STOCKS PLUNGE TO WORST 5-MONTH LOW ON DOW FALL, TOURISM FEARS
MANILA, JANUARY 18, 2008 (STAR) Local stocks plunged yesterday to their worst close in five months, pummeled by Wall Street’s extended retreat and worries that tourism may be hit with a US agency’s downgrade of the Philippine aviation safety rating.
The Philippine Stock Exchange Index lost 102.77 points, or 3.1 percent, at 3,248.89 — its lowest finish since Aug. 29.
The latest plunge is the market’s steepest fall since a four-percent drop on Oct. 22, when a deadly blast at a mall in the country’s main business district and declines on Wall Street combined to unsettle investors.
“It was a no-brainer that we would fall again today,” said First Grade Holdings managing director Astro del Castillo, citing Wall Street’s sustained losses Wednesday and a 2.9-percent retreat in Philippine Long Distance Telephone Co.’s American depositary receipts.
Adding to the woes of the stock market was the news that the country’s air safety rating was downgraded by the US Federal Aviation Administration because it failed to meet international standards, said AB Capital Securities research director Jose Vistan.
The move put in jeopardy the expansion plans of Philippine Airlines Inc., the country’s largest carrier, and is expected to hurt the tourism industry, which last year attracted a record three million foreign visitors.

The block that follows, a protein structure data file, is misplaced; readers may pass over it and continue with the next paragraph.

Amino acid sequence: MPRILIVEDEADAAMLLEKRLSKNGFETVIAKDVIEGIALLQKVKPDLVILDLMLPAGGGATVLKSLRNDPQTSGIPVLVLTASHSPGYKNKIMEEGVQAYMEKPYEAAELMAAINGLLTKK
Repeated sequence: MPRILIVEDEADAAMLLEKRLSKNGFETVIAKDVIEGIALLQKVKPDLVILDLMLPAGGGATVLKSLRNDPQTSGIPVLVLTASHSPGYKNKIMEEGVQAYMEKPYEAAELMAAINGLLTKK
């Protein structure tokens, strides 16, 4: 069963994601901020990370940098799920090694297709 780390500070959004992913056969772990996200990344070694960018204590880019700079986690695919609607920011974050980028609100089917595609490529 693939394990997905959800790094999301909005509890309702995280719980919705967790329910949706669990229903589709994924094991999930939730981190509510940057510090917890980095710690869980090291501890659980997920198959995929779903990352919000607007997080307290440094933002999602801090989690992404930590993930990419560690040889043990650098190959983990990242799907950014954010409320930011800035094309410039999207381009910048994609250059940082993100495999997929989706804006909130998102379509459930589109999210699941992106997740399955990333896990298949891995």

PAL Holdings, which controls Philippine Airlines, fell 1.8 percent to P5.50, weighed down by the ratings downgrade.
Among the hardest-hit Thursday was PLDT, which sank 2.2 percent to P2,920.
Ayala Corp., the country’s largest conglomerate, fell 3.6 percent to P4.70 on worries that its subsidiaries’ earnings may suffer from expectations of slower economic growth.
Mall operator SM Prime Holdings Inc. retreated 7.1 percent to P9.10.
“In a slowing economy, consumer demand is the first to be hit,” said Astro del Castillo.
“We’re still following the trend in the US. But a lot of stocks are now at oversold levels, so I think this selloff widens the window of opportunity for bargain-hunters,” said Nestor Aguila, president of DA Market Securities. But investors should remain cautious, analysts said.
“The spate of bad economic and corporate news is amplifying problems in the US. It only means their problems haven’t been fully played out,” said Jose Vistan Jr, research director of AB Capital Securities.
Philex Mining Corp, the country’s biggest producer of gold and copper, slid 50 centavos or 5 percent to P9.50.
Gold fell $20.60 to settle at $882 an ounce on the New York Mercantile Exchange overnight. Profit-taking and a firmer dollar pulled gold down from Tuesday’s all-time high of $916.10 dollars.
Chief News Editor: Sol Jose Vanzi
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